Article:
Photo by Joel Reichenberger
Steamboat Ski Area ranked 14th among North American resorts in SKI Magazine’s 2010-11 reader poll. That’s down from 10th last year. Among the 18 categories in which readers ranked ski areas, Steamboat placed 16th in terrain parks.
Thursday, October 7, 2010
Steamboat Springs Steamboat Ski Area has slipped out of the top 10 in SKI Magazine’s annual reader poll of the top resorts in North America. Steamboat is ranked 14th for the 2010-11 winter.
Deer Valley, Utah, took the top spot for the fourth consecutive year. Vail was second, and Whistler Blackcomb in British Columbia was third.
There are seven Colorado resorts that ranked higher than Steamboat.
This year’s poll invited readers to rank resorts they’ve visited within the past two years in 18 categories.
The categories range from the variety of terrain to off-slope dining.
The results mark the second time Steamboat has fallen out of the top 10 in the past five years. Steamboat ranked fifth in 2003, slipped to 11th in 2006, popped back into the top 10 in 2007 and 2008, and settled at 10th last year.
If there was an obvious contributor to Steamboat’s fall in the poll it was snowfall. Steamboat counted 261.75 inches in winter 2009-10.
“It was the lowest in some 20 years and that impacted the overall ratings,” Steamboat Ski and Resort Corp. President Chris Diamond said. “Let’s get some normal Steamboat snow and see what happens.”
If anything puzzled Diamond about this year’s poll results it was Steamboat’s fall from the top in terms of its family programs. Ranked No. 1 in that category a year ago, the resort slipped to eighth this year.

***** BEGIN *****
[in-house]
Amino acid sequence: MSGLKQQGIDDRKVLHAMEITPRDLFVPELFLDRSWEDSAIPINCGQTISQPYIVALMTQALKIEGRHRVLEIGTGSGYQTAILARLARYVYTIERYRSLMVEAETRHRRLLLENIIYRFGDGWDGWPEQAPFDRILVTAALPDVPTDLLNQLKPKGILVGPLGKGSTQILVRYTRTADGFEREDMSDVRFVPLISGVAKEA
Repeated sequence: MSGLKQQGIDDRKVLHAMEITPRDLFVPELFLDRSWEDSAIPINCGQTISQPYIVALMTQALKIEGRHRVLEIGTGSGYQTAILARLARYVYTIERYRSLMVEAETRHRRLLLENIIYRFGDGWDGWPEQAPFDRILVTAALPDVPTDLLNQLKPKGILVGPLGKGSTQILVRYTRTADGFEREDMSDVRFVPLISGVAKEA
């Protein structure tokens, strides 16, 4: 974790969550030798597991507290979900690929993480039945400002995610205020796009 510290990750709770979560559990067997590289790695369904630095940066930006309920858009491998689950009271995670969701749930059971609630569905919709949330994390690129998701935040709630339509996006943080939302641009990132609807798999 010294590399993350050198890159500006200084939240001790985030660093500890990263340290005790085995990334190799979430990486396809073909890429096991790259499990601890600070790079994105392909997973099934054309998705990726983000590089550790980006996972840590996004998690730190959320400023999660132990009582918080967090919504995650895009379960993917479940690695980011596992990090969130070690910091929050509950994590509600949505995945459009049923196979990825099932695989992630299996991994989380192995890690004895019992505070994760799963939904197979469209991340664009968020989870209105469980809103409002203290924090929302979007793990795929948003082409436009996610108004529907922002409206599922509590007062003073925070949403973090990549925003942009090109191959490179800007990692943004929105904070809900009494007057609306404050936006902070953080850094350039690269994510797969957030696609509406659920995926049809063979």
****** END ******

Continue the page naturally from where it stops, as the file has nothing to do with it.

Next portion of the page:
“Again, I think snow impacted this,” Diamond said. “Ironically, we made a significant expansion to the Kids’ Vacation Club and changed the snow interface, improved drop-off, etc. But we didn’t get credit for it.”
Steamboat, however, has been receiving credit for some things beyond its control. The last time Steamboat ranked among the top 10, the readers of SKI ranked it 39th for scenery. Somehow, the scenery in the Yampa Valley has improved since then, ranking 25th. Of course, that could be an indication that the poll respondents change from year to year.
“This may speak more to the credibility of the survey,” Diamond said.
As many as 6,000 readers of the magazine have responded to the poll in the past.
The typical reader is in his or her mid- to late 30s. SKI Magazine editors said the poll ranks resorts as much on the creature comforts as it does on challenging terrain (Steamboat ranked 30th) and lifts (Steamboat was 14th).
If the demolition of shops, restaurants and night spots in Ski Time Square had a dramatic impact on the skiing public’s perception of Steamboat, it doesn’t seem to be reflected in this year’s poll.
The resort ranked 14th for après ski, down from 11th in 2009 but still higher than in 2007 when its overall ranking was ninth and the après ski rank was 18th.
Diamond predicted the new outdoor dining deck and umbrella bar at Bear River would enhance the après ski experience this coming season.
The construction of new luxury condominiums and a few new restaurants may have kept Steamboat from slipping further in the poll.
The resort’s guest lodging ranked eighth, which was up from ninth in 2009 and 11th in 2008. The dining experience ranked ninth, up from 10th the year before and 14th in 2008.
Diamond said his staff would continue to strive to improve the resort’s service ratings because, unlike the snowfall, it’s a factor Ski Corp. can control. He said the resort fared well in the results of a third-party customer service measurement, Net Promoter, which depends on customer surveys as the basis for building loyalty for companies.
“We set an overall Net Promoter Score record for Steamboat. Service was the one thing we could control (last ski season) given the unusual weather, and the whole team — I’d include the larger Steamboat community, as well — did a great job,” Diamond said.